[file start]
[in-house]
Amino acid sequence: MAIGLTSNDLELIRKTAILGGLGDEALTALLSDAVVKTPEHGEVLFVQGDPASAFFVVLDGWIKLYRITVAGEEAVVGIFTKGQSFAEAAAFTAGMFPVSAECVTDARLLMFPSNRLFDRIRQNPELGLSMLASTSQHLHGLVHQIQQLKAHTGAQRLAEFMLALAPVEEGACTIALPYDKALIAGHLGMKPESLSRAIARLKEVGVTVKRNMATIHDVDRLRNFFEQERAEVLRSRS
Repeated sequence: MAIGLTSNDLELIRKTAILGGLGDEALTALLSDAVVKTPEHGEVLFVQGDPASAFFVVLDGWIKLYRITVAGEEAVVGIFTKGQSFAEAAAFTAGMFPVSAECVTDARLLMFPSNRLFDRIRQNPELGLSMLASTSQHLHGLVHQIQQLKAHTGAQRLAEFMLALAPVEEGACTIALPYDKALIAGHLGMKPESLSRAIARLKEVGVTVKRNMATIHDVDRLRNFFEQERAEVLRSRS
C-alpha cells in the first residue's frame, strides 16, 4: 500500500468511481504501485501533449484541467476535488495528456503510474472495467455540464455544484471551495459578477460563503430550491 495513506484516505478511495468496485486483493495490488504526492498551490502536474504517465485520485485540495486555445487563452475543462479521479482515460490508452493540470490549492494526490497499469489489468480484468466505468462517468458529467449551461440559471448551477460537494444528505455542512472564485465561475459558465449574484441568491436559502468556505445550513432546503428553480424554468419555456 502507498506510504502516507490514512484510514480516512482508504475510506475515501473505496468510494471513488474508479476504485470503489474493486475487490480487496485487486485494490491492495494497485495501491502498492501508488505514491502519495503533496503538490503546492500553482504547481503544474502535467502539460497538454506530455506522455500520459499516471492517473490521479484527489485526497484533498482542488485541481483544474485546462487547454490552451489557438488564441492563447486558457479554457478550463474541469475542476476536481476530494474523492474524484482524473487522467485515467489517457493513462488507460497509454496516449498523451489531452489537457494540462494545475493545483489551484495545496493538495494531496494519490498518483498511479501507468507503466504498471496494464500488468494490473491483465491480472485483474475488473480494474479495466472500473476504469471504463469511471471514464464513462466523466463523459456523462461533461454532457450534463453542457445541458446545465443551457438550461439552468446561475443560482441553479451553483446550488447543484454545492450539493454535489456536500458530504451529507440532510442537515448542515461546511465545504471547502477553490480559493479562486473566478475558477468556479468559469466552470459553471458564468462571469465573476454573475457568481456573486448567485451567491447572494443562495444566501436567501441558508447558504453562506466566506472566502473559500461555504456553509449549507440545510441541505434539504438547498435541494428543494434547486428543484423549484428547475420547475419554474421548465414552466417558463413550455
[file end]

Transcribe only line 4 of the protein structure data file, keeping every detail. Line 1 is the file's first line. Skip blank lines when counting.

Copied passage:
C-alpha cells in the first residue's frame, strides 16, 4: 500500500468511481504501485501533449484541467476535488495528456503510474472495467455540464455544484471551495459578477460563503430550491 495513506484516505478511495468496485486483493495490488504526492498551490502536474504517465485520485485540495486555445487563452475543462479521479482515460490508452493540470490549492494526490497499469489489468480484468466505468462517468458529467449551461440559471448551477460537494444528505455542512472564485465561475459558465449574484441568491436559502468556505445550513432546503428553480424554468419555456 502507498506510504502516507490514512484510514480516512482508504475510506475515501473505496468510494471513488474508479476504485470503489474493486475487490480487496485487486485494490491492495494497485495501491502498492501508488505514491502519495503533496503538490503546492500553482504547481503544474502535467502539460497538454506530455506522455500520459499516471492517473490521479484527489485526497484533498482542488485541481483544474485546462487547454490552451489557438488564441492563447486558457479554457478550463474541469475542476476536481476530494474523492474524484482524473487522467485515467489517457493513462488507460497509454496516449498523451489531452489537457494540462494545475493545483489551484495545496493538495494531496494519490498518483498511479501507468507503466504498471496494464500488468494490473491483465491480472485483474475488473480494474479495466472500473476504469471504463469511471471514464464513462466523466463523459456523462461533461454532457450534463453542457445541458446545465443551457438550461439552468446561475443560482441553479451553483446550488447543484454545492450539493454535489456536500458530504451529507440532510442537515448542515461546511465545504471547502477553490480559493479562486473566478475558477468556479468559469466552470459553471458564468462571469465573476454573475457568481456573486448567485451567491447572494443562495444566501436567501441558508447558504453562506466566506472566502473559500461555504456553509449549507440545510441541505434539504438547498435541494428543494434547486428543484423549484428547475420547475419554474421548465414552466417558463413550455